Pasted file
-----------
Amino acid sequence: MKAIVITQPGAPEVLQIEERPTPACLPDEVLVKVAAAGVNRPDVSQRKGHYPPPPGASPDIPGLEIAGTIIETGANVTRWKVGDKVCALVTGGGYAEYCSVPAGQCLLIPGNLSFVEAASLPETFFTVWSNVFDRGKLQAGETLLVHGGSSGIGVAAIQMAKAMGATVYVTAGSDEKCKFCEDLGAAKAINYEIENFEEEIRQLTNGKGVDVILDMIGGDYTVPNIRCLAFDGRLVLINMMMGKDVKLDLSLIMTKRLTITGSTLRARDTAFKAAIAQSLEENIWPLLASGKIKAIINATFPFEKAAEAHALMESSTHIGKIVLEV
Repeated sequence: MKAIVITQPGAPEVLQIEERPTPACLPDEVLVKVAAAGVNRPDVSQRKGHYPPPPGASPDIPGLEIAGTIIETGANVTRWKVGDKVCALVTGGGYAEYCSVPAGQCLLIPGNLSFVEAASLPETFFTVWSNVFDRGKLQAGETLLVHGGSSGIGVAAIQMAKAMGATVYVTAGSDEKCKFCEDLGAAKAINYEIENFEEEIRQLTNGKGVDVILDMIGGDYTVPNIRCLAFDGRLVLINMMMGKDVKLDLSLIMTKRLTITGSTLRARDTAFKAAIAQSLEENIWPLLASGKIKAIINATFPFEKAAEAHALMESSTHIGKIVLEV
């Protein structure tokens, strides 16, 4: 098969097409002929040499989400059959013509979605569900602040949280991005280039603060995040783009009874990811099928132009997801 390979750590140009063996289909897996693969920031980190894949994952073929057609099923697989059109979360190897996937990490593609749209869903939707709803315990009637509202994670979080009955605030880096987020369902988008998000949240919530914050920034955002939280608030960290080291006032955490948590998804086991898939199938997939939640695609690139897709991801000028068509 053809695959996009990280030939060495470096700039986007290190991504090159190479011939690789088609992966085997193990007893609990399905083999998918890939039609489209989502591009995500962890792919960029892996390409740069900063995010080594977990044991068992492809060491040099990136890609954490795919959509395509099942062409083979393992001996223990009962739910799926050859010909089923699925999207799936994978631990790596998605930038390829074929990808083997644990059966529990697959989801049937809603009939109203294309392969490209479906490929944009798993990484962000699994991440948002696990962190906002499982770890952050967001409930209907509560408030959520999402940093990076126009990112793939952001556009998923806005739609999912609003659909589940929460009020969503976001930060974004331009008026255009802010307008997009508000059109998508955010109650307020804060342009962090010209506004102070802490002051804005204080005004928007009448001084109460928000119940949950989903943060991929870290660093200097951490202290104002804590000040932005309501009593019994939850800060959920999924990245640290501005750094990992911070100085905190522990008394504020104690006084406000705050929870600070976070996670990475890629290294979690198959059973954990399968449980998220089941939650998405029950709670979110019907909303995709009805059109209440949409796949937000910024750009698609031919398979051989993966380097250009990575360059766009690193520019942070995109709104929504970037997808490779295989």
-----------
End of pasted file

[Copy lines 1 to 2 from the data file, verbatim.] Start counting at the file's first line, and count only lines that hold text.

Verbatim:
Amino acid sequence: MKAIVITQPGAPEVLQIEERPTPACLPDEVLVKVAAAGVNRPDVSQRKGHYPPPPGASPDIPGLEIAGTIIETGANVTRWKVGDKVCALVTGGGYAEYCSVPAGQCLLIPGNLSFVEAASLPETFFTVWSNVFDRGKLQAGETLLVHGGSSGIGVAAIQMAKAMGATVYVTAGSDEKCKFCEDLGAAKAINYEIENFEEEIRQLTNGKGVDVILDMIGGDYTVPNIRCLAFDGRLVLINMMMGKDVKLDLSLIMTKRLTITGSTLRARDTAFKAAIAQSLEENIWPLLASGKIKAIINATFPFEKAAEAHALMESSTHIGKIVLEV
Repeated sequence: MKAIVITQPGAPEVLQIEERPTPACLPDEVLVKVAAAGVNRPDVSQRKGHYPPPPGASPDIPGLEIAGTIIETGANVTRWKVGDKVCALVTGGGYAEYCSVPAGQCLLIPGNLSFVEAASLPETFFTVWSNVFDRGKLQAGETLLVHGGSSGIGVAAIQMAKAMGATVYVTAGSDEKCKFCEDLGAAKAINYEIENFEEEIRQLTNGKGVDVILDMIGGDYTVPNIRCLAFDGRLVLINMMMGKDVKLDLSLIMTKRLTITGSTLRARDTAFKAAIAQSLEENIWPLLASGKIKAIINATFPFEKAAEAHALMESSTHIGKIVLEV